Michael Chobanian never fires a shot in the war and still becomes a little national hero of Ukraine. In the desperate fight against Russian supremacy, the 38-year-old uses a new weapon: the power of cryptocurrencies.
Since the beginning of the invasion, Michael Chobanian has been collecting donations in Bitcoin, Ethereum and co. for the Ukrainian government worldwide. She uses it to buy food and medicine for civilians, bulletproof vests and helmets for the soldiers. Over $100 million in crypto donations will come together in March.
It is an unprecedented solidarity campaign in the young history of the crypto space. And one of many crazy twists in the wild life of the young Ukrainian. In his homeland, he is considered the “godfather of cryptocurrencies”. Therefore, before the war, he was almost arrested.
At the beginning of April we contact Michael Chobanian for the first time. We want to know more about the fundraising campaign and his life story. The Ukrainian immediately responds to our request. He does not make it to the agreed video call. After two failed attempts, we communicate via the Telegram messaging service. We send questions, Michael Chobanian answers with short voice messages. They are snippets from a unique life, condensed into units ranging from thirty seconds to a minute, spoken in almost perfect British English.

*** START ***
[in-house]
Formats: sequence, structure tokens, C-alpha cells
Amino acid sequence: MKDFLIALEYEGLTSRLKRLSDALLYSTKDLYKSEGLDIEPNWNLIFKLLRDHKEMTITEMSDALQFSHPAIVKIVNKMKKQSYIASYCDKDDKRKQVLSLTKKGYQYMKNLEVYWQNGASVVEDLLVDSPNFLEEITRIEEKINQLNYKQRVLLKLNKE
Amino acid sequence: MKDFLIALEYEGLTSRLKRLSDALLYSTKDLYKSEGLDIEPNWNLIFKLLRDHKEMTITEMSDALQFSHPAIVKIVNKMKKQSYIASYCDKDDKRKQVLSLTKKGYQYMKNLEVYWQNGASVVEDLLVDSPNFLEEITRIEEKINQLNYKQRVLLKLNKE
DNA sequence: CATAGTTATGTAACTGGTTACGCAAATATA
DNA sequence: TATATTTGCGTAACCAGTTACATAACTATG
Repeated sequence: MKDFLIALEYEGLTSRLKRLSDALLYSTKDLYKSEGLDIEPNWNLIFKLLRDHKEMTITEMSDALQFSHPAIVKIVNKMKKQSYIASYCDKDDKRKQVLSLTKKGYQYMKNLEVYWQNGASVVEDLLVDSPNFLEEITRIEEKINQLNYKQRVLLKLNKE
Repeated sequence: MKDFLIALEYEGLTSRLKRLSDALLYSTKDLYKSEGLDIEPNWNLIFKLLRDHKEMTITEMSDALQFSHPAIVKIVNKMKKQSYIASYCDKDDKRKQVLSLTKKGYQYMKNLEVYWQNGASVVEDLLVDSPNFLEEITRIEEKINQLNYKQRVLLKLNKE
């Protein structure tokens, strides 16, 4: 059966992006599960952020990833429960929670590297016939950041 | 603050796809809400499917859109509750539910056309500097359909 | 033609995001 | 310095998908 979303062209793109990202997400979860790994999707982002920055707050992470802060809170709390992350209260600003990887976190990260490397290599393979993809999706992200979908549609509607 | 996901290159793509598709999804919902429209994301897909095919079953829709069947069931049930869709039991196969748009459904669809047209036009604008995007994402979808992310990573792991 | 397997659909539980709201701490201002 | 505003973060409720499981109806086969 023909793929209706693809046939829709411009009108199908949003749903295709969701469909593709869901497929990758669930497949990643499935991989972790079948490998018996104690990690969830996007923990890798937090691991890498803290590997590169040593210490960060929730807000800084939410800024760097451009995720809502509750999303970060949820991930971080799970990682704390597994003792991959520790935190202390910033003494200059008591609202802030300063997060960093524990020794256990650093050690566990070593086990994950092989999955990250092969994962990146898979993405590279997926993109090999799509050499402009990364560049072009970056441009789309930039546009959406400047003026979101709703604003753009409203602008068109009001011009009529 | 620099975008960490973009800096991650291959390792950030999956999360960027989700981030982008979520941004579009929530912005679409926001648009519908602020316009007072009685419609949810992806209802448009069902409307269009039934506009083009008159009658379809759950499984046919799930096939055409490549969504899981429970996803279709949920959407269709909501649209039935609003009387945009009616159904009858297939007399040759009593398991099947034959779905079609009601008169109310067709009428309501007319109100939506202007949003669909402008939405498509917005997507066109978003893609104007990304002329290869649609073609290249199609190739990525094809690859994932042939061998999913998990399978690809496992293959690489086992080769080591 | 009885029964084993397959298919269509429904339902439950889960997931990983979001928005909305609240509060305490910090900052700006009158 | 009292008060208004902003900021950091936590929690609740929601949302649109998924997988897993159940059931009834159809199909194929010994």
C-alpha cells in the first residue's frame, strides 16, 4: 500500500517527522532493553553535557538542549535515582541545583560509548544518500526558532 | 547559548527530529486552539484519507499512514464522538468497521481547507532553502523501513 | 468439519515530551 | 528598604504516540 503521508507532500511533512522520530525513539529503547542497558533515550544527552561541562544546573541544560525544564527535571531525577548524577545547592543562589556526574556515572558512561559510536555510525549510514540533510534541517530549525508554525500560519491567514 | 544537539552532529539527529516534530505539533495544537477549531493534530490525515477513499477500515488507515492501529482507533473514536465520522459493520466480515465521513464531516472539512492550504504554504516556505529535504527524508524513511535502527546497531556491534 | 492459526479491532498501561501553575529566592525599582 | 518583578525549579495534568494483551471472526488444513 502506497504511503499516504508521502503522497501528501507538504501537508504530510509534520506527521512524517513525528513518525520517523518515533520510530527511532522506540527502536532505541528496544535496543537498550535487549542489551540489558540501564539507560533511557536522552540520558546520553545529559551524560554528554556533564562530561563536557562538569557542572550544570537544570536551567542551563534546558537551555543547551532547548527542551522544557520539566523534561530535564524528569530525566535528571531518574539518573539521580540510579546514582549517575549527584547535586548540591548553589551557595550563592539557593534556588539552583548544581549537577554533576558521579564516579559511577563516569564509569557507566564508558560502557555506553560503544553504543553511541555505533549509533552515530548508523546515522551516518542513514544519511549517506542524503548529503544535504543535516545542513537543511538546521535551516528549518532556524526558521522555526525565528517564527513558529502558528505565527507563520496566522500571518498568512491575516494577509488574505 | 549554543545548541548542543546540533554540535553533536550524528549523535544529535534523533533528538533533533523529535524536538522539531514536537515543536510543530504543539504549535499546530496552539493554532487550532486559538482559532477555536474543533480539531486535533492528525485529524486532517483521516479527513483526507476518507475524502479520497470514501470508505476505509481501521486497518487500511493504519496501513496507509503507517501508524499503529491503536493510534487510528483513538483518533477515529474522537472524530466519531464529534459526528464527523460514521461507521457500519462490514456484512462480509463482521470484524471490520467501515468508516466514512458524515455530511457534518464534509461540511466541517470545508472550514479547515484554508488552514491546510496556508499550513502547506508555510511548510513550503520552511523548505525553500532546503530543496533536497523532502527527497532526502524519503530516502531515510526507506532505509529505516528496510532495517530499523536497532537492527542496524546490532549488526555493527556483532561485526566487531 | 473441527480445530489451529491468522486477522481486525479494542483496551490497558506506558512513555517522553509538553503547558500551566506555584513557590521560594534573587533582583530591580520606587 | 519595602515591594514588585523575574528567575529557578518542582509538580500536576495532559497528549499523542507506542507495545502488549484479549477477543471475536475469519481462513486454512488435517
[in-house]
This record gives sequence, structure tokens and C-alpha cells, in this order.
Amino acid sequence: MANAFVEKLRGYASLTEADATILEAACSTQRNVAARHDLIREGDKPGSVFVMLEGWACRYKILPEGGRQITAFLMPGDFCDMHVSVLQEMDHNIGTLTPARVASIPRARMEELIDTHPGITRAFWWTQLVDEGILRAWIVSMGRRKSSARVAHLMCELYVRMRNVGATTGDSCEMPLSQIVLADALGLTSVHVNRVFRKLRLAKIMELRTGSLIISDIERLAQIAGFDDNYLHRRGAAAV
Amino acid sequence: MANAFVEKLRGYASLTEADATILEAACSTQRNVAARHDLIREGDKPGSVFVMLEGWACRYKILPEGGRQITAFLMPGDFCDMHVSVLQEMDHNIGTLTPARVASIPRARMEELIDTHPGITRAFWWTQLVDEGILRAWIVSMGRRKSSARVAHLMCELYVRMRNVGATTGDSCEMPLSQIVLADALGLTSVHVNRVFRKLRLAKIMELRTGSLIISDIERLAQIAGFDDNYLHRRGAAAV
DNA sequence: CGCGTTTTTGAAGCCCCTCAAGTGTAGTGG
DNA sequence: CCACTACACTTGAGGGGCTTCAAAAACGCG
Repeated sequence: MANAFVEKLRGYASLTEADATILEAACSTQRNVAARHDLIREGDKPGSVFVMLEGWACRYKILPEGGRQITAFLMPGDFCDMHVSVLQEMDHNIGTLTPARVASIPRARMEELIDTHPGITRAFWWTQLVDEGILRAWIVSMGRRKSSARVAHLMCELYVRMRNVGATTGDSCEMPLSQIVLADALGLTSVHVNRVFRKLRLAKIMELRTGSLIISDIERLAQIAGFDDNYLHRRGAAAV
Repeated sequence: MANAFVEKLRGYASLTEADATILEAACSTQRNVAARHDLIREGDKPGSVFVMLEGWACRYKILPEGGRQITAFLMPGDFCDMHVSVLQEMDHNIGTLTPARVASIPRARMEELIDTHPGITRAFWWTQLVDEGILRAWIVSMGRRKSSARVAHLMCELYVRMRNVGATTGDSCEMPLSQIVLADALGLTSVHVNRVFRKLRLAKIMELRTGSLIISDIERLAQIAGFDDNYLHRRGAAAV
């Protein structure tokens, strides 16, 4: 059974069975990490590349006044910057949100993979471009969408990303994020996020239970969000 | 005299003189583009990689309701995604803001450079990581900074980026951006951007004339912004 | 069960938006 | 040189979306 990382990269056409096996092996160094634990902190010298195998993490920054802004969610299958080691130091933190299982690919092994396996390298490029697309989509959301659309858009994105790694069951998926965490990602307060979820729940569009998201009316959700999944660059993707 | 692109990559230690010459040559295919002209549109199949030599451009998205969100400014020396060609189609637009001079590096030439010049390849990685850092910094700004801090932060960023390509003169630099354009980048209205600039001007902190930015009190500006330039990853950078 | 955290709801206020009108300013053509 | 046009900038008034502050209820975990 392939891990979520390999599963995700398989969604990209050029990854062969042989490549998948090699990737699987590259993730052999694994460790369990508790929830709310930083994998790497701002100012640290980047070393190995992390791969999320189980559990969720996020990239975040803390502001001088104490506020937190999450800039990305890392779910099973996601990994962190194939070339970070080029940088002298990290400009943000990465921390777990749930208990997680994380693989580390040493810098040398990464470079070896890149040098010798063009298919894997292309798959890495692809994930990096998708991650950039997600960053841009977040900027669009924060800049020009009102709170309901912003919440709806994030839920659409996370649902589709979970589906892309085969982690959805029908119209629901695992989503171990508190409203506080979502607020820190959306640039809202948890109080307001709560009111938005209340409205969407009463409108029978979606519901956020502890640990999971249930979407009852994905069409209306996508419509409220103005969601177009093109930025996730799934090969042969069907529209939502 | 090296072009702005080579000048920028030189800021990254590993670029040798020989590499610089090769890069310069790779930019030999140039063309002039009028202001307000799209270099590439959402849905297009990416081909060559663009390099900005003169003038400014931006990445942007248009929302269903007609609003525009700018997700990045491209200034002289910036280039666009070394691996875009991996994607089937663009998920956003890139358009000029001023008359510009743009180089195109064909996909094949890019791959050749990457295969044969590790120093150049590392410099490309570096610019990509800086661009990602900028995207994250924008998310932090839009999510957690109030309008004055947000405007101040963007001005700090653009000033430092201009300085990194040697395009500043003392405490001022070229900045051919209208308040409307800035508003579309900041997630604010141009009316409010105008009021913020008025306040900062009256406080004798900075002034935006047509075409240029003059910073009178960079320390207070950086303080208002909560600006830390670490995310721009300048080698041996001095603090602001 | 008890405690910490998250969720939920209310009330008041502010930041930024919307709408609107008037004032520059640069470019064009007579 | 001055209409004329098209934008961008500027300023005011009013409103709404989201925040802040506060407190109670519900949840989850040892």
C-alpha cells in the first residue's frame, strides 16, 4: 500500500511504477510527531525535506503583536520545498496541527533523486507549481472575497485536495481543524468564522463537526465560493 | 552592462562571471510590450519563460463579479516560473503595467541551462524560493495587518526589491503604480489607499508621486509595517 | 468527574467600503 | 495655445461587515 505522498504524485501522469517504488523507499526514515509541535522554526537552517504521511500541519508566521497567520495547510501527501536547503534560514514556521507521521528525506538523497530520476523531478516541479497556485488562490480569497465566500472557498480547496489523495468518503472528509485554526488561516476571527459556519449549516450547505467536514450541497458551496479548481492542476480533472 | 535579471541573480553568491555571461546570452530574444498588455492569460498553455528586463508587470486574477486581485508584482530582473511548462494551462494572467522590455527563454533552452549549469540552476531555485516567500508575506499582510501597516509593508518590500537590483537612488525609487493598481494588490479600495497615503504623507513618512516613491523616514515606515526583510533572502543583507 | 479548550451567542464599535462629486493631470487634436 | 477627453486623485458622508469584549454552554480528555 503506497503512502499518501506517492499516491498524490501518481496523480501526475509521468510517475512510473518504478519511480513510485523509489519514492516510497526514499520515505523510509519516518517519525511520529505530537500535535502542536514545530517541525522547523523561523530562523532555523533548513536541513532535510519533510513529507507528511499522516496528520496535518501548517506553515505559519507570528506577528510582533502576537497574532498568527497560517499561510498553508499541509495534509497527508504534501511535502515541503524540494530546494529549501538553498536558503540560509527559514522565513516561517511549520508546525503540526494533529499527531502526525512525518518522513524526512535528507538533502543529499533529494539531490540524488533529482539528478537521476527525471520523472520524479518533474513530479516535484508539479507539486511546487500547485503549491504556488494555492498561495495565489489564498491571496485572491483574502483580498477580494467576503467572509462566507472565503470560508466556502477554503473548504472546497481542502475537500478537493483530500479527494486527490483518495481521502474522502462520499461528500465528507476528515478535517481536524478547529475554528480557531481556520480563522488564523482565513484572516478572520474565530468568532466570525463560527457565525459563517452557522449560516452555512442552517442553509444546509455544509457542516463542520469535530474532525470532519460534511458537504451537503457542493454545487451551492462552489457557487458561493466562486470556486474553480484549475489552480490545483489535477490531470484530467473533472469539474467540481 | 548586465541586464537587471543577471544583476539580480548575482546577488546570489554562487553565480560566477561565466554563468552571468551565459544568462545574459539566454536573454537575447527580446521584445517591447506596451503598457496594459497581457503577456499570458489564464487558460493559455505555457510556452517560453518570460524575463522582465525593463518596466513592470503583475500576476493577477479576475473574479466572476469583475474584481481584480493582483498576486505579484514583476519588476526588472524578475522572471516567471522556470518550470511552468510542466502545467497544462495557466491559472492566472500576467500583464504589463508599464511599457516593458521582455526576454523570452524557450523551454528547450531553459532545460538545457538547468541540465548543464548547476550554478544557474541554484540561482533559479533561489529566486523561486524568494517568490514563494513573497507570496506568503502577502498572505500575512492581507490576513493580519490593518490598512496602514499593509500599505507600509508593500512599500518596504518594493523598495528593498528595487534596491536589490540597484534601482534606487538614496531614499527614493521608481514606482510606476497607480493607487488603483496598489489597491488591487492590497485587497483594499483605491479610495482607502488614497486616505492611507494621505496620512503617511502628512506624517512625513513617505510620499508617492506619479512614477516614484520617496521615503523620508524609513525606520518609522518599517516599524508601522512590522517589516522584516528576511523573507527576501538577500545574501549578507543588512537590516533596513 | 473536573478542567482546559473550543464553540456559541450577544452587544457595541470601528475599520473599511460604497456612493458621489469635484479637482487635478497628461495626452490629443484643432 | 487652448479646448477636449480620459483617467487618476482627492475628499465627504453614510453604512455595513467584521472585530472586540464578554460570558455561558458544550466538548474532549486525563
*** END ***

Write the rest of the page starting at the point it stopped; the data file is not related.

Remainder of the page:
Chobanian’s father mines coal and Michael Bitcoin
Michael Chobanian was born in 1984 in the east of Ukraine, the Donbass region. The fiercest battles are currently raging there. At the age of 13, parents send their son to an English boarding school. He should have it better than you once. “My father worked all his life in the coal mine, just like his father before,” Chobanian reports. “I later mined Bitcoin in his office.“ The digital gold will be his ticket out of the dirty family business – to freedom.
The graduate economist from the London School of Economics did not even believe in the value of Bitcoin when he first heard about it in 2011. He does it as a spin-off – like so many at the time. The revelation for Chobanian comes only two years later, with the banking crisis in Cyprus. “The government took the people’s money,” Chobanian said. “Buying Bitcoin was the only way people could save their wealth. I thought: if Bitcoin can protect you from the tyranny of the state, I should study it. And I did, almost a year and a half. It was overwhelming.“
Michael Chobanian reads and learns about Bitcoin and Co. every day, connects with the global crypto community, finds friends and allies on the Internet, including in Ukraine. In the summer of 2014, he set up his first Bitcoin farm with ASIC miners in his father’s work kitchen. A year later, he establishes the first Ukrainian crypto exchange, Kuna, and sets up the first Bitcoin ATM in the country. Michael Chobanian becomes the face of the local crypto scene, appears everywhere in the media, speaks at conferences, with banks. This also makes him a target for government agencies.